How kids feel about school affects how they learn. Research shows that motivation (pdf) and mindset matter hugely when it comes to kids’ performance on tests—an admittedly narrow measure of learning, but one that is quantifiable.
So it should be alarming that way too many kids lose interest in school as they get older. One Gallup poll asked 5th- and 11th-grade students in 3,000 schools whether they agreed with the following statements:
- At this school, I get to do what I do best every day.
- My teachers make me feel my schoolwork is important.
- I feel safe in this school.
- I have fun at school.
- I have a best friend at school.
- In the last seven days, someone has told me I have done good work at school.
- In the last seven days, I have learned something interesting at school.
- The adults at my school care about me.
- I have at least one teacher who makes me excited about the future.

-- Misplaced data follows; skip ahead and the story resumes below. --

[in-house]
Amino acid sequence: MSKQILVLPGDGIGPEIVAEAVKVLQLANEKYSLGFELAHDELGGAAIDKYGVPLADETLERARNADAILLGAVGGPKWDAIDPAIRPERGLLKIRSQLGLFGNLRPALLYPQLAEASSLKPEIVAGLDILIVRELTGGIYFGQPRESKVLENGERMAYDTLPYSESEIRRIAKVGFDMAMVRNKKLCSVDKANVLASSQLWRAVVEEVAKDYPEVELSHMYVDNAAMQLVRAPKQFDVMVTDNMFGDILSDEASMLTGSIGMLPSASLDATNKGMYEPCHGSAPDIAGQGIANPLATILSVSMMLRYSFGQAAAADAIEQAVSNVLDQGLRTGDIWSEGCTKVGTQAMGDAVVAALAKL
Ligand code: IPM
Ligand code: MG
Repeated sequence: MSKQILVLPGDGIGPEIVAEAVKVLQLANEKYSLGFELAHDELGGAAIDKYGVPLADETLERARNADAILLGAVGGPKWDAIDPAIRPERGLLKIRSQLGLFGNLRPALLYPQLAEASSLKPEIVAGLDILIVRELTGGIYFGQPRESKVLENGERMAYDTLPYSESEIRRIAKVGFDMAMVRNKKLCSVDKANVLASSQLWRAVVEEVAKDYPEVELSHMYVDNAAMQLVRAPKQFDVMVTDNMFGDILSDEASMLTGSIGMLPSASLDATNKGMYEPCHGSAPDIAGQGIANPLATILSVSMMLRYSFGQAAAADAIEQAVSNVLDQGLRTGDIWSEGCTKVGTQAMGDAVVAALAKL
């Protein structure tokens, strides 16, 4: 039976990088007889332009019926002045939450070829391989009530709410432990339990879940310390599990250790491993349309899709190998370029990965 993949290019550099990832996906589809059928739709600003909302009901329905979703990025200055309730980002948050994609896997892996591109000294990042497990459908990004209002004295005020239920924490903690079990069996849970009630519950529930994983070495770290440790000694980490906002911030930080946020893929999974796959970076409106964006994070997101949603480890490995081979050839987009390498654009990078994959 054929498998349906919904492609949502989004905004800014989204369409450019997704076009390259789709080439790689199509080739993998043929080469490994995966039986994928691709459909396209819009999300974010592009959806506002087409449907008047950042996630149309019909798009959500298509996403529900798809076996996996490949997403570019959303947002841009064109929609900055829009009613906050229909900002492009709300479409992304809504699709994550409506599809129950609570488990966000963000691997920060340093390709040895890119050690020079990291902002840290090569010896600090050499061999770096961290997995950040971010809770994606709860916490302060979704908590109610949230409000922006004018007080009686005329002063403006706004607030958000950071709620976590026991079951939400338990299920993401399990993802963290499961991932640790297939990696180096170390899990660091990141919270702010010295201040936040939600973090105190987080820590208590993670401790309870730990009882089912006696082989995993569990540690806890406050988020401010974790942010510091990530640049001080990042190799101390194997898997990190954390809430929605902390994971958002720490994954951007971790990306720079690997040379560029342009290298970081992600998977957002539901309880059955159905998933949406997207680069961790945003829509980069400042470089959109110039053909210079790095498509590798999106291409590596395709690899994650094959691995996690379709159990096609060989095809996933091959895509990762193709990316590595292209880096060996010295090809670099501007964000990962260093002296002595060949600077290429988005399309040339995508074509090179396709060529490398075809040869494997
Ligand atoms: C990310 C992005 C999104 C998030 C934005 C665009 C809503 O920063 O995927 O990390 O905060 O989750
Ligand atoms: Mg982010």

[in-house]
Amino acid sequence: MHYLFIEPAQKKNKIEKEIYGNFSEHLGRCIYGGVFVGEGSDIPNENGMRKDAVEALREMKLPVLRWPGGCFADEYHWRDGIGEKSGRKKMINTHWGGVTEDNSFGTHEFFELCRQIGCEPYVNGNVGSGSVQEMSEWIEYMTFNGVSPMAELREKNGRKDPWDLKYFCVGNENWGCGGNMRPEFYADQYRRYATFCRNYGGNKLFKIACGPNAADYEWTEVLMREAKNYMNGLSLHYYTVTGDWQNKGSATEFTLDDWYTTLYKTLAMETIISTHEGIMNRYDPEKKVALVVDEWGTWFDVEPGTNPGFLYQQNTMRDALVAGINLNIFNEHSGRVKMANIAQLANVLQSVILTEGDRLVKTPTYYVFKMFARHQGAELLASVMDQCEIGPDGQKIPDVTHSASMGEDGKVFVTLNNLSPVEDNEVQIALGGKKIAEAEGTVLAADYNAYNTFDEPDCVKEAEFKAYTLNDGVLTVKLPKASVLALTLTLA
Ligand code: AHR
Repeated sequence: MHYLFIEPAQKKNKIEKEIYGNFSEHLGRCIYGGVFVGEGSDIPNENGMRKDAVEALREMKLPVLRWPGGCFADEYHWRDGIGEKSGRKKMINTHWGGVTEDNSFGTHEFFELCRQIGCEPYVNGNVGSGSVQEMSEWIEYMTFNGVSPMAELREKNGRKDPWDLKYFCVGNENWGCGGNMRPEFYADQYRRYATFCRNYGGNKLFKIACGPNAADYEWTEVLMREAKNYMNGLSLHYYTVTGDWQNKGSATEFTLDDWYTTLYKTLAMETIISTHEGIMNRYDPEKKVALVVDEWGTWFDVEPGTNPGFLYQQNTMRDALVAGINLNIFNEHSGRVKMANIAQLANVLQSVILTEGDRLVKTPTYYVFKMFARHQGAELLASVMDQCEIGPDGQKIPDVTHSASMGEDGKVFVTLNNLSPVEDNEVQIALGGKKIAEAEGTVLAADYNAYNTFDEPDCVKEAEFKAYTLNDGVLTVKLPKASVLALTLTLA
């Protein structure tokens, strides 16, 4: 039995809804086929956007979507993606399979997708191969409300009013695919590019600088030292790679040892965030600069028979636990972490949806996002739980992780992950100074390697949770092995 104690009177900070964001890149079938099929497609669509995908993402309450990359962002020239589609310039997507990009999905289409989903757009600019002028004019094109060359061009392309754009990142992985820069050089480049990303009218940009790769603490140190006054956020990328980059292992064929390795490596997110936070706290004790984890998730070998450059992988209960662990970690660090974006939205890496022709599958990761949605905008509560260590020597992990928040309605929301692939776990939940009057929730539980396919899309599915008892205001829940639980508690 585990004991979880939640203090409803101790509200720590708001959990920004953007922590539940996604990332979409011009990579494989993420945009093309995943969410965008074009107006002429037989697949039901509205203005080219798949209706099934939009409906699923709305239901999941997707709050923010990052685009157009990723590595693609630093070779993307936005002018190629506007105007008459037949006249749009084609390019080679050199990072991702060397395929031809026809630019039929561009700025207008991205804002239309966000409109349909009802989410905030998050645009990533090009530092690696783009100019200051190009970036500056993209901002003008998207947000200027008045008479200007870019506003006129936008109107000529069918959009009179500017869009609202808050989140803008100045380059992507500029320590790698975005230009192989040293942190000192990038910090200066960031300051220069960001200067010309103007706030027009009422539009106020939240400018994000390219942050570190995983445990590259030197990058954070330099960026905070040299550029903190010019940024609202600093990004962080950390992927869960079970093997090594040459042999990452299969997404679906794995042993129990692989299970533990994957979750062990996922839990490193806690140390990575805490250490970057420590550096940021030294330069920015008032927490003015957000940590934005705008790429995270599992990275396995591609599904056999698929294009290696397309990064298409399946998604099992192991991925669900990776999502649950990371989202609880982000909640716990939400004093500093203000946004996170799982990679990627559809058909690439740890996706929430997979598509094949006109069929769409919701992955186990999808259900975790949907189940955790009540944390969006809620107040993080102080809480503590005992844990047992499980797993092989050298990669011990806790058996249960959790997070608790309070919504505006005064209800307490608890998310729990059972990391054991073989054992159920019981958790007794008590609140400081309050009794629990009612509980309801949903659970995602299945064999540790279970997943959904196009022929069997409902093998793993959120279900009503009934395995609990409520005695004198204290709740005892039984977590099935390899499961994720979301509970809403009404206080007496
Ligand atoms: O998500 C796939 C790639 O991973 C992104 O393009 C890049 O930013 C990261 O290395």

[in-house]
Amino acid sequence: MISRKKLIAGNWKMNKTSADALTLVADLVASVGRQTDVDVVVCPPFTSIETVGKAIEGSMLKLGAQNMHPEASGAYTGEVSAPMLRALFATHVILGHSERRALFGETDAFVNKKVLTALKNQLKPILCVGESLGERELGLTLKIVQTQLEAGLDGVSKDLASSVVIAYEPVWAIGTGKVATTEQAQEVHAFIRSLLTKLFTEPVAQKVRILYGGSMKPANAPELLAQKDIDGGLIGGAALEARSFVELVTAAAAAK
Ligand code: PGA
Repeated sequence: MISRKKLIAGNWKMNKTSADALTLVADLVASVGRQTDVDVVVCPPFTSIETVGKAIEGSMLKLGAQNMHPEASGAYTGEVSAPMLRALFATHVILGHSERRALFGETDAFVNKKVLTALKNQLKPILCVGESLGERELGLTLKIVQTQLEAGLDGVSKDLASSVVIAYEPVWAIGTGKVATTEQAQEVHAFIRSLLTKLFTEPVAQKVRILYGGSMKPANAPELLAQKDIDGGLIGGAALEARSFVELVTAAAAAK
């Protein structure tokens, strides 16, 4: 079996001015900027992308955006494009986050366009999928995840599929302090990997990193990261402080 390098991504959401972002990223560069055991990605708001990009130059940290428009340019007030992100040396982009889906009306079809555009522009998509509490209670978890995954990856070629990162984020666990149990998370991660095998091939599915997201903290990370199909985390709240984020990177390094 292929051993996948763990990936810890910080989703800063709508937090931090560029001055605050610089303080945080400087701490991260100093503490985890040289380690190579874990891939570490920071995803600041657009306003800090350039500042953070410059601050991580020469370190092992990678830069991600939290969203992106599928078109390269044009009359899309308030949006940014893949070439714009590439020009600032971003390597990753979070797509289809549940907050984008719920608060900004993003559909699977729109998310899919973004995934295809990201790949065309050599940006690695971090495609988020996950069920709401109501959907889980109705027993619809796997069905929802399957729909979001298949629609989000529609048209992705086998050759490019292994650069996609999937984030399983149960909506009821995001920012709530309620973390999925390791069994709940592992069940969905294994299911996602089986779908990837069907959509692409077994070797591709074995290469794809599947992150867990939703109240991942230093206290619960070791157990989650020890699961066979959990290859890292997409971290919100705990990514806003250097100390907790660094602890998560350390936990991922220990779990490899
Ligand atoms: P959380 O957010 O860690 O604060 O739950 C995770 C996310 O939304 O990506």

The results showed that compared to perky fifth graders, high-school juniors were pretty unengaged.
How can we increase student engagement, particularly in teenage years? The academic journal Nature recently examined the adolescent brain, and one article offered ideas: adolescent classes should have more experiential learning—that is, field trips and hands-on activities, as opposed to listening to a teacher lecture. And since teens are primed for social affirmation, they would benefit from more peer work and well-structured collaboration.